thickness in one session - turn to a wall thickness of 1/8 to 3/16 and
it will not split.

Well all this is bad news,I will never get through it before it dries
out. I just felled two gums that were 18" at base and there is another
that fell down up the back yard about six months to a year ago,it is
still above 30% cause I measured it wondering if it was ready to burn.
Probably gum is not the best for turning, I am new at this game.
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Old July 4th 12, 08:10 AM posted to rec.crafts.woodturning
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Default Wet wood

On 7/1/2012 12:48 AM, F Murtz wrote:
Bill wrote:
On 6/30/2012 3:57 AM, F Murtz wrote:
What is the best range of moisture content for turning timber?


as wet as possible. Particularly for fruit wood - keep it under water
until you can turn it so it doesn't check, then turn to final size and
thickness in one session - turn to a wall thickness of 1/8 to 3/16 and
it will not split.

Well all this is bad news,I will never get through it before it dries
out. I just felled two gums that were 18" at base and there is another
that fell down up the back yard about six months to a year ago,it is
still above 30% cause I measured it wondering if it was ready to burn.
Probably gum is not the best for turning, I am new at this game.


the way you get better is to turn what you have - if it comes out nice,
great, if it's junk, great. strive for art, strive for technique - you
will become better, your technique will improve and when you look back
on your early "great" items, you will see them as crude and inelegant.
But this all requires making the things and failing - so just make stuff.

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Old July 6th 12, 06:37 PM posted to rec.crafts.woodturning
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Default Wet wood

On Sun, 1 Jul 2012 2:48:50 -0500, F Murtz wrote
(in message . com):

Bill wrote:
On 6/30/2012 3:57 AM, F Murtz wrote:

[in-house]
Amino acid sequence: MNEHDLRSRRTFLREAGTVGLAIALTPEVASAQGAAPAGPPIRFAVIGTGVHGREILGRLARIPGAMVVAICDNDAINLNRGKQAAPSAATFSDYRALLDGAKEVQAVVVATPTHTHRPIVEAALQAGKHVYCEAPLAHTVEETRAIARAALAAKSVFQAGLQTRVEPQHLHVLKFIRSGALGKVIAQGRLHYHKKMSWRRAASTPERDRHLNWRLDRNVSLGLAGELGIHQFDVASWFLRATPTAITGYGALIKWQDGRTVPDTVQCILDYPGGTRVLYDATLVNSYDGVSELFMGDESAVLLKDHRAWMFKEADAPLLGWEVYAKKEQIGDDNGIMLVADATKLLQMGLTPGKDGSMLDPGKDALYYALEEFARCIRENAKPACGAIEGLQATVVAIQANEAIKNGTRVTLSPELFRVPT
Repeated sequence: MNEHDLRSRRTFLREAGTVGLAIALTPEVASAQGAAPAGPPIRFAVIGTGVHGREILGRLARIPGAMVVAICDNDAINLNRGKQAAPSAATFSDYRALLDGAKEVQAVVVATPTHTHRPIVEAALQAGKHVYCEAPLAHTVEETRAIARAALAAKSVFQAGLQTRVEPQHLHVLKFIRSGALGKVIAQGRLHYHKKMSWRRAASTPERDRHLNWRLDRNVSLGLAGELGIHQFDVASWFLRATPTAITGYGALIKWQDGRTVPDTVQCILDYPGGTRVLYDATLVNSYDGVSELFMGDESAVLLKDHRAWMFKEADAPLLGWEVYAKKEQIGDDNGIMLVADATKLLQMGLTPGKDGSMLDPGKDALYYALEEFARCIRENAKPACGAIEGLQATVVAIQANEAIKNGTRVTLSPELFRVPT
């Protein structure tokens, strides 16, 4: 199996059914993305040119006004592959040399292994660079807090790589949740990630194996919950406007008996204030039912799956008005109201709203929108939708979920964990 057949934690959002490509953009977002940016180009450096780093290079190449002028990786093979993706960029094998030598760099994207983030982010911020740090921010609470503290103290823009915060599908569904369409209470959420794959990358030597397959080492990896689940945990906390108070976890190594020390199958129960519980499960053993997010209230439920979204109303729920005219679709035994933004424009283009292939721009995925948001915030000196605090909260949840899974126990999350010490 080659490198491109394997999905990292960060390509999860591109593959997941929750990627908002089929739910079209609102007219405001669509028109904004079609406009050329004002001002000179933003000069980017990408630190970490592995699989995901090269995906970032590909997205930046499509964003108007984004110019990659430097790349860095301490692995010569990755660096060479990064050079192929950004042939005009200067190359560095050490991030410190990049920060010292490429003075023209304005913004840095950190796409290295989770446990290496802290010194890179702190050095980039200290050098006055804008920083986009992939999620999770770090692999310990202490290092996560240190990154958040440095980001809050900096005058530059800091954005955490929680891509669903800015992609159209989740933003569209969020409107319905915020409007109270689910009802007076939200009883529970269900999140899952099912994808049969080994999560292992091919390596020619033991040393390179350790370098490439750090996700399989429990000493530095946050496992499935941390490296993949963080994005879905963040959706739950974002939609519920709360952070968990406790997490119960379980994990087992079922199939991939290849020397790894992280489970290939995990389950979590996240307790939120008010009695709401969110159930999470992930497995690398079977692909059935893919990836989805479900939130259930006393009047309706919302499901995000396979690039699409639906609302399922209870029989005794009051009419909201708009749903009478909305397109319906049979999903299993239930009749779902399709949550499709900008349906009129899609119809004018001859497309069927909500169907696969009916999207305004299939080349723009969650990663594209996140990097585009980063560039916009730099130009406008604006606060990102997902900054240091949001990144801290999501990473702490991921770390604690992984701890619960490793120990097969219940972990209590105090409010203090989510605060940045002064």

What is the best range of moisture content for turning timber?


as wet as possible. Particularly for fruit wood - keep it under water
until you can turn it so it doesn't check, then turn to final size and
thickness in one session - turn to a wall thickness of 1/8 to 3/16 and
it will not split.

Well all this is bad news,I will never get through it before it dries
out. I just felled two gums that were 18" at base and there is another
that fell down up the back yard about six months to a year ago,it is
still above 30% cause I measured it wondering if it was ready to burn.
Probably gum is not the best for turning, I am new at this game.


Each piece of wood has its own rules - how it likes to be cut and so on. Part
of this "game" is trying to learn what the wood's rules are, and then working
it, following those rules. If you can't be with the wood you love, then love
the wood you're with. Cut up a chunk of that gum so it will fit your lathe,
find a speed that will not make the lathe dance around, and will not be
frightening, and do some lathe work on it. You will discover what works and
you will learn. Listen to your "gut" and if it does not seem safe, stop and
figure out what would be safer. Once the wood is roughed out to round and
reasonably well balanced, you can be a little more adventurous.

Either the wood will get used, or it will be allowed to rot, or it will be
cut up for firewood. As long as you work safely, you have nothing to lose.
This is a great chance to explore and learn. You may very likely also
surprise yourself plus get some memorable pieces in return. Folks have made
some nice stuff from gum. The turning Police will not hunt you down for
making something that is not of show quality. Go for it.

Follow the advice found here for preserving and preparing some turning
blanks, but also be willing to work on some of this wood fresh from the
stump. It's all good.
tom koehler

--
I will find a way or make one.

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Old September 29th 12, 02:14 AM
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Default

Quote:
Originally Posted by Dr. Deb[_3_] View Post
F Murtz wrote:

What is the best range of moisture content for turning timber?


Deb

It will depends on what you would like to come up with. For me, it should be so wet.